A collective of sports enthusiasts have come together to preserve the rich fastball history that has taken place over the last 90 years.
Beginning on August 22nd and 23rd, fastball fans will have the opportunity to visit the West-Man Border Fastball Museum (WBFM) located 20 KMs outside of Russell, MB at Asessippi Beach.
Although the doors will open, public health guidelines will dictate what the opening will look like as the planning committee works with current health concerns and protocols. Next July the plan is to hopefully host the grand opening, but updates will follow closer to the date.
At the fastball museum, visitors can explore the rich past dug up by a dedicated team of volunteers.
The idea to build the West-Man Border Fastball Museum started two years ago. Rick Goraluk had an idea to bring together fastball teams, former players and their families from the past 60 years and have a reunion at Asessippi Beach and Campground. As part of the reunion, Daryl Nernberg, co-founder of the WBFM took three weeks to collect fastball memorabilia from the teams that regularly played in tournaments on both sides of the provincial border.
Rick and Karen Goraluk organized a slo-pitch tournament held the same weekend. This gathering was an overwhelming success and the "museum" was a hit. Nearly three hundred names were recorded on the attendee list during the reunion tournament. Participants came from everywhere in the local area and further away, including from Texas and Maple Creek.
Since that day two years ago, Daryl thought it would be a good idea to preserve that history and to create a permanent fastball museum to be located at Asessippi Beach and Campground.
Teams featured in the museum include the Colts and Braves from Langenburg, the Flames and Cougars from Churchbridge, the IMC team based out of Esterhazy, the Esterhazy Extreme, and the Atwater Steelers. Teams from Calder, Gerald, MacNutt and Wroxton are also forever preserved in the museum; over 130 teams who played border fastball between Manitoba and Saskatchewan are on the museum’s list. There are over 50 teams at the moment with donated memorabilia and that number is growing weekly.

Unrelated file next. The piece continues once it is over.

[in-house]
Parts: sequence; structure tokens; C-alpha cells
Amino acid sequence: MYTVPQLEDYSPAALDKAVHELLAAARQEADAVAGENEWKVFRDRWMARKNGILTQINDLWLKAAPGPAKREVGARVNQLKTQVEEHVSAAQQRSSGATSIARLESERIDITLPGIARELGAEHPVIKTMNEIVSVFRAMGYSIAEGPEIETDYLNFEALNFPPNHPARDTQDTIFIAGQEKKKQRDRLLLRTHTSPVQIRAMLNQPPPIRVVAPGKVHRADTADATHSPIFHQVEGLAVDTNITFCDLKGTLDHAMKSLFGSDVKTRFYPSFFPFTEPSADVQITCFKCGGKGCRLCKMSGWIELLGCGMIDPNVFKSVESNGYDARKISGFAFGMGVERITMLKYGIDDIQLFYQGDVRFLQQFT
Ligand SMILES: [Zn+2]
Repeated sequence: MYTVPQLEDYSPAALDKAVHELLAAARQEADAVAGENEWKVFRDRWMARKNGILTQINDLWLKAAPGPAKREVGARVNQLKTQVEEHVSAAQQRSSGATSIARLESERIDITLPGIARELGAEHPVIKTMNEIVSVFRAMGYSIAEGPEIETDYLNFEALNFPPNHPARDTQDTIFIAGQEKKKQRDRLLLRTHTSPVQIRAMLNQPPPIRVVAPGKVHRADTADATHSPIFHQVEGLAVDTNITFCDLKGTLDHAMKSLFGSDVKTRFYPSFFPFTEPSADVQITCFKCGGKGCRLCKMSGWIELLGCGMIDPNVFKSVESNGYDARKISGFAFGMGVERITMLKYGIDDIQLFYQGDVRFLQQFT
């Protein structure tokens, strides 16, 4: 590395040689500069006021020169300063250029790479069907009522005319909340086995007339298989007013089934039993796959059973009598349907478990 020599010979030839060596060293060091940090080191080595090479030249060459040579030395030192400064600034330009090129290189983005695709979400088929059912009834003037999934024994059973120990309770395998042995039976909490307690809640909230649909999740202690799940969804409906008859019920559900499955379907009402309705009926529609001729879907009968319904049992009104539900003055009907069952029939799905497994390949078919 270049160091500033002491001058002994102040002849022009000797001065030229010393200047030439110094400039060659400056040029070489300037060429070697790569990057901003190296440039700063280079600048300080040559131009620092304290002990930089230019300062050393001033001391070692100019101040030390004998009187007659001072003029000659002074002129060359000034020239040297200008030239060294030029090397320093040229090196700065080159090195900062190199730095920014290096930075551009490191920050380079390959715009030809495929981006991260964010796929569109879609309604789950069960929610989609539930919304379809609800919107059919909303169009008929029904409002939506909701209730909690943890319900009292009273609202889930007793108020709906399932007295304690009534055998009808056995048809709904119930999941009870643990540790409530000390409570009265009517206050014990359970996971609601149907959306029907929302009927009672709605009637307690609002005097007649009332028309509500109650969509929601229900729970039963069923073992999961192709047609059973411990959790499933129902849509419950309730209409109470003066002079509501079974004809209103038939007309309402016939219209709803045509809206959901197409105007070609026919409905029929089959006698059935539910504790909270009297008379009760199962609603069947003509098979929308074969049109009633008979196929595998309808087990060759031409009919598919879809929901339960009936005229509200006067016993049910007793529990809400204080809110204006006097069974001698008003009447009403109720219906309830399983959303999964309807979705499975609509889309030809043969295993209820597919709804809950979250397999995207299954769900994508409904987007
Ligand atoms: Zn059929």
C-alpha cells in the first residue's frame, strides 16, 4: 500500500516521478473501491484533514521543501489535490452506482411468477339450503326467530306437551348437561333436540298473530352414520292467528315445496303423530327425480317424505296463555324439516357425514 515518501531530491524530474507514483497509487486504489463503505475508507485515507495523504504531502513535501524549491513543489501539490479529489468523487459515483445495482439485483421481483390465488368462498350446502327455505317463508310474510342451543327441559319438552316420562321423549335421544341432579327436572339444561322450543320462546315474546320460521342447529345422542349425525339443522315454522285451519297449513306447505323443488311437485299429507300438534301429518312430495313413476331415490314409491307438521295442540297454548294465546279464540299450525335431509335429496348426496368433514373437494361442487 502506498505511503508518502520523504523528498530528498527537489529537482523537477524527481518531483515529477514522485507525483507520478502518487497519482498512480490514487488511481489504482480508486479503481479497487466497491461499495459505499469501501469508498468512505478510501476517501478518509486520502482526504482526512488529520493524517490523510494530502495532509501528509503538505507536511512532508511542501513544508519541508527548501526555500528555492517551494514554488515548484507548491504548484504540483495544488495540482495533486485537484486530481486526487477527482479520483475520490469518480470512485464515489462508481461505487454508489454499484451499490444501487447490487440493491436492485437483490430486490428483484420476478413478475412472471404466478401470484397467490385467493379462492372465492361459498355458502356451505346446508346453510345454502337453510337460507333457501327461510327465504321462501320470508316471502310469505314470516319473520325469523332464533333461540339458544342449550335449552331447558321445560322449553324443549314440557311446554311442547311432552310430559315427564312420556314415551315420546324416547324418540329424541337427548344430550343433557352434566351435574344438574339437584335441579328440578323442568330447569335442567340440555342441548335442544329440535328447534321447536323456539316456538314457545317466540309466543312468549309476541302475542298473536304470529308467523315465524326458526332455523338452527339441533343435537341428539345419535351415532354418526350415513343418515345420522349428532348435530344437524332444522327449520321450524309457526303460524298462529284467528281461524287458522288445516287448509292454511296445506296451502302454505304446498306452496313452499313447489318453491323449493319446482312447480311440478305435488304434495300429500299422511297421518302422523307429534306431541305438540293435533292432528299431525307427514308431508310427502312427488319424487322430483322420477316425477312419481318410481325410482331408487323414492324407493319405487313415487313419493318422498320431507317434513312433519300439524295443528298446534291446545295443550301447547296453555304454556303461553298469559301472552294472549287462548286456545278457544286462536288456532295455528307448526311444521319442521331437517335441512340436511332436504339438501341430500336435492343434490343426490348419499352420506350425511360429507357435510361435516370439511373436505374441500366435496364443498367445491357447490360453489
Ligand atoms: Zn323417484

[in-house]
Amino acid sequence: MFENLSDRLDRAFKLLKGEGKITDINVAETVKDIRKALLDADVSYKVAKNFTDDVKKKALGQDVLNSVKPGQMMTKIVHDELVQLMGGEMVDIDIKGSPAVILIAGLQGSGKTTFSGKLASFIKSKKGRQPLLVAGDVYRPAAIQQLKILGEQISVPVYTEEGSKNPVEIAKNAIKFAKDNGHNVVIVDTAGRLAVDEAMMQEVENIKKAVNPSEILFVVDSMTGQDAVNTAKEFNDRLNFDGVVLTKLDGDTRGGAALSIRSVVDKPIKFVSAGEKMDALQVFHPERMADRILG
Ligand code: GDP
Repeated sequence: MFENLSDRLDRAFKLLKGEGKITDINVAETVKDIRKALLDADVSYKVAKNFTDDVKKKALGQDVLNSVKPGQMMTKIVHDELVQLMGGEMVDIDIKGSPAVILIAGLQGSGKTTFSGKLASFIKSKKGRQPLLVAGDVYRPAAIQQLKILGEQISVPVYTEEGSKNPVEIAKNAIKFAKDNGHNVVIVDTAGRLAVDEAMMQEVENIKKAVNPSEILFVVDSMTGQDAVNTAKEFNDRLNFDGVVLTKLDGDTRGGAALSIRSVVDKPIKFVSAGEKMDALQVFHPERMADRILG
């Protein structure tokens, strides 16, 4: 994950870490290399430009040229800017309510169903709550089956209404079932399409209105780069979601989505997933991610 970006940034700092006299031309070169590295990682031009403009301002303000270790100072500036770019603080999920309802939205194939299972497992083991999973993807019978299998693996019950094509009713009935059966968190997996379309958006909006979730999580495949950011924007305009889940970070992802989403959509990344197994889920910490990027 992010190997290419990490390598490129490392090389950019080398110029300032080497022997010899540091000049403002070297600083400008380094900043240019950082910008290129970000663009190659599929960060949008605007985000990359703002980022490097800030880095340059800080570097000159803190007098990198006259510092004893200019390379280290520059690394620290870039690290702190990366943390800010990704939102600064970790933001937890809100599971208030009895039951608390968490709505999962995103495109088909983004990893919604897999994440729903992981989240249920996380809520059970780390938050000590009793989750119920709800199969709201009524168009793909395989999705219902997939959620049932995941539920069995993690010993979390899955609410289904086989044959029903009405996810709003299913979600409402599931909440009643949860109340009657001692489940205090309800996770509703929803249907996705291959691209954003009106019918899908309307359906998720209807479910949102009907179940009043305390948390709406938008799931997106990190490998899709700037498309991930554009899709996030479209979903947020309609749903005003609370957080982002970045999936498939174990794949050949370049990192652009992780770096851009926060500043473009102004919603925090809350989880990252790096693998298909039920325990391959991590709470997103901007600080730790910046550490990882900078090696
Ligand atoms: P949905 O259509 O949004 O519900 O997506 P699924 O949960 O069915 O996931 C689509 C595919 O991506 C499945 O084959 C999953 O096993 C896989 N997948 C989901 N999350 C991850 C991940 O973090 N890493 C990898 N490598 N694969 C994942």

Things really picked up this past January as information, stories and mementos flooded in. Since that time the material in the museum is over double the amount he started with three years ago.
Larry Nernberg joined the cause and contributed a majority of the Saskatchewan information, travelling the countryside to gather artifacts. Nernberg said, “I didn’t think it would be this big. When I started, I pictured six or seven jerseys. After that, I kept calling people and it kept getting bigger. All the towns along the border were very helpful in contributing. Now, the project has a life of its own.” He added, “I like history. I've been having fun. I bet I was on the phone everyday [beginning in January]. There are stories like you wouldn’t believe.”
As you can imagine, bringing a project like this to life requires many different resources.
Daryl mentioned local ball enthusiasts who wish to get involved or share their history can give him a call.
As far as funding, $10,000 is raised through donations at the moment, but the goal is to get to $15,000. The group applied for three grants as well to help cover costs.
Helping to keep the cost low, Rick Keay sold the sea can to the group at a friendly rate which they developed into the museum; the committee is very thankful for this.
A portion of the money raised helped purchase a sea can, seek municipal permits, and to begin modifications of the sea can, which will house the museum. Westman Border Fastball Museum is now an incorporated non-profit organization in the Province of Manitoba and the new committee is seeking further support.
Through word of mouth, this project has taken on a life of its own. People are asking how they can contribute and be a part of this museum.
The new committee is taking donations and is in the process of reaching out to fastball enthusiasts that were originally involved in the creation of this local sports history as players, family and fans.
Donors are encouraged to contact Daryl Nernberg for information on how to donate via e-transfer or by cheque to preserve the history of fastball in the region. Daryl can be reached by phone at 204-773-3014 or email at firstname.lastname@example.org.